Japanese Candlestick Hammer Pattern

The hammer is a formation in the so-called “candlestick chart technique”. The hammer predicts a turnaround after a falling price. The formation consists of a single candle, which has a long lower shadow, a small candle body and a very small, ideally no upper shadow.


Japanese Candlestick Hammer Pattern


The characteristic features of the Hammer are that this candle has a long lower shadow and a short body, i.e. graphically resembles a hammer, so it’s very easy to see on the chart.


The hammer is formed on the descending trend (otherwise, the candle with the same characteristics will have the name Hanged ). The hammer marks local minima and heralds further growth. Therefore, the Hammer is a bullish figure.


Japanese Candlestick Hammer Pattern Characteristics


The color of the Hammer does not matter. What matters most is the length of the shadows and the body. In order for the Japanese candle to meet the criteria to be called the Hammer, it must have the following simple features:


    • small body (approximate in shape to square)


    • long lower shadow (minimum 2 times longer than the body)


    • there is no upper shadow (or very small)


    • a large daily spread of prices (ie minus a maximum)


    • is formed on a downtrend (otherwise, has a different name)



How to identify Japanese Candlestick Hammer Pattern


Japanese Candlestick Hammer Pattern



The opening price is very low, usually below the closing price of the previous trading period. Over the course of the market, prices continue to fall sharply, setting a new low, causing the bottom shadows. In order to form a hammer, the prices must then record a constant plus; Ideally, prices will rise until the end of the market period, then it is likely that they will continue to rise. In this case, the candle has no wick. If she has a small wick, this means that prices have fallen again at the end of the market period, which in turn reduces the significance of the hammer as a buy signal. In principle, it is only possible to speak of a hammer when the lower shadow is more than twice the size of the candle body. Only then can a change in trend be expected with sufficient probability. In addition, the significance of this signal increases with decreasing size of the plug body.


This results in three important criteria for detecting a hammer:


1: The candle body is at the upper end of the trading period.


2: The lower shade is at least twice the size of the candle body.


3: The upper shadow is not at best in the best case, in the worst case only very small.


Hammer as a reversal figure


A single hammer candle technical analysts use to identify the moments of oversold tools. The hammer is used to confirm support and determine the moments of the trend reversal .


The psychology of the market during the formation of the figure is simply explained: a long minimum during the candle period indicates that the bears pulled the price down with a relatively large force. But as the candles formed, the bulls still pulled the price higher than the short body and the long lower candle.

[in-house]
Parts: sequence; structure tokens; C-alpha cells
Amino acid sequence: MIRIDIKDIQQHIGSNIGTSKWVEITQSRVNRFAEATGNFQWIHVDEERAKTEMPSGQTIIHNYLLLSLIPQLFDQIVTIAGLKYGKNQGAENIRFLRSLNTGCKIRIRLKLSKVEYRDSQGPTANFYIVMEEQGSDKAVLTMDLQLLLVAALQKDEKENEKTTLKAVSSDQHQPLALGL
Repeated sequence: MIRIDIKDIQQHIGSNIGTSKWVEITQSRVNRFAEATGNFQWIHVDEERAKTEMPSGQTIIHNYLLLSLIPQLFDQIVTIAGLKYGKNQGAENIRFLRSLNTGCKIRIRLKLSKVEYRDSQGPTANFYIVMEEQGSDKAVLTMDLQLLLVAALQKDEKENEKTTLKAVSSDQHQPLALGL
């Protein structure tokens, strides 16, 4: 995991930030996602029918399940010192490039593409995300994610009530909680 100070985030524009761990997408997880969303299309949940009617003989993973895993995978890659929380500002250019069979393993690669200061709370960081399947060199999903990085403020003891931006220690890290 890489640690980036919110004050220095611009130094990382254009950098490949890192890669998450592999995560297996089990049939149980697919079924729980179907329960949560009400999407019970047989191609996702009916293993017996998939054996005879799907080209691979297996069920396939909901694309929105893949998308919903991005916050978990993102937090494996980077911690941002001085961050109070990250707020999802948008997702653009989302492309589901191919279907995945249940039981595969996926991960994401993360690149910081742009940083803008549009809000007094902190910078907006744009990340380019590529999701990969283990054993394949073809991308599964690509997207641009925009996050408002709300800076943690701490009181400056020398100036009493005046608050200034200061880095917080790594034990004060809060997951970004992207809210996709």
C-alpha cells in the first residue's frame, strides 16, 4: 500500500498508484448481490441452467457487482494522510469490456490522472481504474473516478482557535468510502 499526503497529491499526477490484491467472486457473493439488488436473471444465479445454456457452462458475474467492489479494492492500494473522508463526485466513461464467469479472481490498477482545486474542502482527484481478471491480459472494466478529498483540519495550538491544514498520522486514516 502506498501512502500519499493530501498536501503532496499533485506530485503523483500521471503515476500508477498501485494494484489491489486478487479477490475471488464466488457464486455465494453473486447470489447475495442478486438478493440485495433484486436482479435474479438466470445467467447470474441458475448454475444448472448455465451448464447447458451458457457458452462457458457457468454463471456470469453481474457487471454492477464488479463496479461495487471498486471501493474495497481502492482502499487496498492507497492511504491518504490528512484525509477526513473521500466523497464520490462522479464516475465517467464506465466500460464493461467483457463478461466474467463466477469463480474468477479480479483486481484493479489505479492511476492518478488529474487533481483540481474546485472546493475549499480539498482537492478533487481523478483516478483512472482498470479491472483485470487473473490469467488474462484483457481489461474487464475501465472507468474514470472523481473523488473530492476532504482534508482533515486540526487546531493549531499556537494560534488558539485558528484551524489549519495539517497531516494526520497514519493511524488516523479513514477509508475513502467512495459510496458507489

When you see a combination of a “hammer” during a downtrend, this may mean that the trend will slow and change direction, moving in lateral motion or changing to an upward trend. But remember: the hammer needs to be confirmed. Whether it means a true reversal signal will become clear from the following combination of candles.


The hammer can be either a bull or a bearish candle – Hanged. If the “hanged man” appears during the uptrend, the subtext is immediately understandable. However, you will have to wait until the next candle is formed before interpreting this signal. When / if the next candle confirms the rightness of the “hanged man”, fix all or part of the profit as the price will probably go down.


Example of Japanese Candlestick Hammer Pattern


As an actual example, looking at the day-to-day foot chart of the US dollar versus the Japanese yen in the past, it can be seen that the market is changing after the hammer comes out.


Since it suggests “ceiling” if it comes out in the high price area, it can be said that it is a sign that goes downward, that is when it is sold.


Japanese Candlestick Hammer Pattern




On the contrary, if it comes out in the bottom price zone, it suggests “bottom”, so it can be said that it is a sign that goes upward, that is, at the time of purchase.


Japanese Candlestick Hammer Pattern



Why is the hammer a reversal model?


Professional traders who are well acquainted with the analysis of candles and the psychology of the market explain this by the fact that sellers have made an attempt to significantly lower the price (this is evidenced by a long shadow down). However, buyers were able to reverse the course of events. Therefore, at the end of the hammer a small body form.




Inverted Hammer


It’s amazing that the hammer turned upside down does not change its properties for the analyst. Inverted hammer, as well as a normal hammer, is a bullish sign on the chart, while on a downtrend (otherwise, it is also called otherwise).


Inverted Hammer



No matter how you divide the market periods, whether, in weeks, days or hours, the hammer is always a signal for a turnaround. Of course, the informative value increases with the height of the selected time level.


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